Coverage density and location
While it may be attractive to simply strake a specific coverage length to obtain the desired suppression efficiency, this may not be possible due to the presence of connectors, anodes, etc. or it may be uneconomical. In these cases it is important to understand the impact of a lower density of coverage. Additional tests were conducted with 12 ft, 9 in. of triple start helical strakes on the outer end of each of the two outer joints (so that the total coverage length was 25 ft, 6 in.).
If the outer two joints had been fully covered, the coverage length would have been 35 ft, 6 in. While covering only the outer 12 ft, 9 in. of each 17 ft, 9 in. joint (thus, the outer end of the outer joints were covered) is not as effective as covering the entire joint length, the effectiveness with partial coverage was still high. Accelerations at the inner end of the test pipe were reduced by a factor of about four to five, while accelerations at the outer end of the test pipe were reduced by a factor of eight to 10. It is not critical to fully cover each joint with helical strakes to achieve a relatively high efficiency.
Even if the strakes are not located in the most desirable area (in this case, after the outer joint is straked, the inner most joint would be considered the worst possible joint to cover and the next to outer joint would be considered the most desirable joint to cover), they can still provide a significant amount of VIV suppression. The addition of strakes on the inner most joint reduced the accelerations by at least one-third.
Just because strakes are present locally does not imply that stronger acceleration reduction will accompany that presence. The decrease in acceleration by adding strakes to the inner most joint is not much larger at the inner end than it is for the outer end. Interestingly, with strakes on the inner end, the accelerations are still a little larger at the inner end than at the outer end. This also indicates that the addition of strakes on the inner most joint has mostly contributed only damping to the entire system. Most of the vortex shedding excitation is located closer to the outer end and not the inner end, thus, while the inner joint strakes suppress vortex shedding, they are not suppressing vortex shedding at the frequencies that are most influencing the cylinder response.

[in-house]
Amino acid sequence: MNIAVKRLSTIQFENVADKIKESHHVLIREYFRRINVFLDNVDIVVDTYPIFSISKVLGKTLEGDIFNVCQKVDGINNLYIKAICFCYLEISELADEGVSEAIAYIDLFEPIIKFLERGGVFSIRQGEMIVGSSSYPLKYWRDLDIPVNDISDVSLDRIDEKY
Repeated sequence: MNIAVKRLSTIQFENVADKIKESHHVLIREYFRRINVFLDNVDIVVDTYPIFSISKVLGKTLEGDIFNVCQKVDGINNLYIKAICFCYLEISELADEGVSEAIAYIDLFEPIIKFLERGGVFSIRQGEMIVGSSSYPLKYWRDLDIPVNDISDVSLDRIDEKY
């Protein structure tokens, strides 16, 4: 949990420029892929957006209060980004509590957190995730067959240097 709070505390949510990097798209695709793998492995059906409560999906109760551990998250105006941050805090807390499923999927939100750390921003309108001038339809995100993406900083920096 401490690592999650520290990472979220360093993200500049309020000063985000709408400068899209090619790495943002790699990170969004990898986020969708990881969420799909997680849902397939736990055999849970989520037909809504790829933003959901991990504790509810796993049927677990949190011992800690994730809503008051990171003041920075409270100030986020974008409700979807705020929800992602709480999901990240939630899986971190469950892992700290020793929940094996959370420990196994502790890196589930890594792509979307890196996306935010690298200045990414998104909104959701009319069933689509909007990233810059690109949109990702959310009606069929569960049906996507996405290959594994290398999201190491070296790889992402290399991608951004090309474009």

In practice, most helical strakes are made in short segments 5 ft to 6 ft long. Usually it is simple and quick to visually line up adjacent strake sections; however, there are some instances when lining up adjacent sections may be problematic (such as when retrofitting with an underwater vehicle). To examine the importance of strake alignment, an experiment was performed with strakes glued to the outer two joints of the test cylinder in three different arrangements: 1) The strakes attached in a continuous helix 2) The strakes attached in 15-in. sections and staggered 60° apart so that the next section started exactly halfway in between the previous section (the most severe misalignment possible) and 3) The strakes attached in 30-in. sections and staggered in similar fashion to the 15-in. section length strakes (note that since the pipe OD was 2.5 in., the 15-in. section is 6D long, while the 30-in. section is 12D long).
Results from this experiment showed that while the intentional strake misalignment produced a small degradation in the strake performance, all three alignment configurations were effective at suppressing VIV.
The majority of VIV analyses for deepwater tubulars use computational models built upon smooth cylinder data for both the bare tubular as well as for the suppression devices.
Overall, surfaces simulating soft marine growth (i.e., foam and carpet) had very little effect on the helical strake effectiveness, indicating that the strakes tolerate a modest amount of soft marine growth well.
While helical strakes can effectively suppress VIV using a range of coverage lengths, densities, and groupings, they also usually increase the mean drag forces on the tubular. This larger drag can sometimes be problematic (since it increases deflection of the tubular) and the choice of a VIV suppression device with lower drag such as a fairing may be worth considering.
Based on a paper presented at the ASME 33rd International Conference on Ocean, Offshore and Arctic Engineering, held in San Francisco, California, June 8-13, 2014.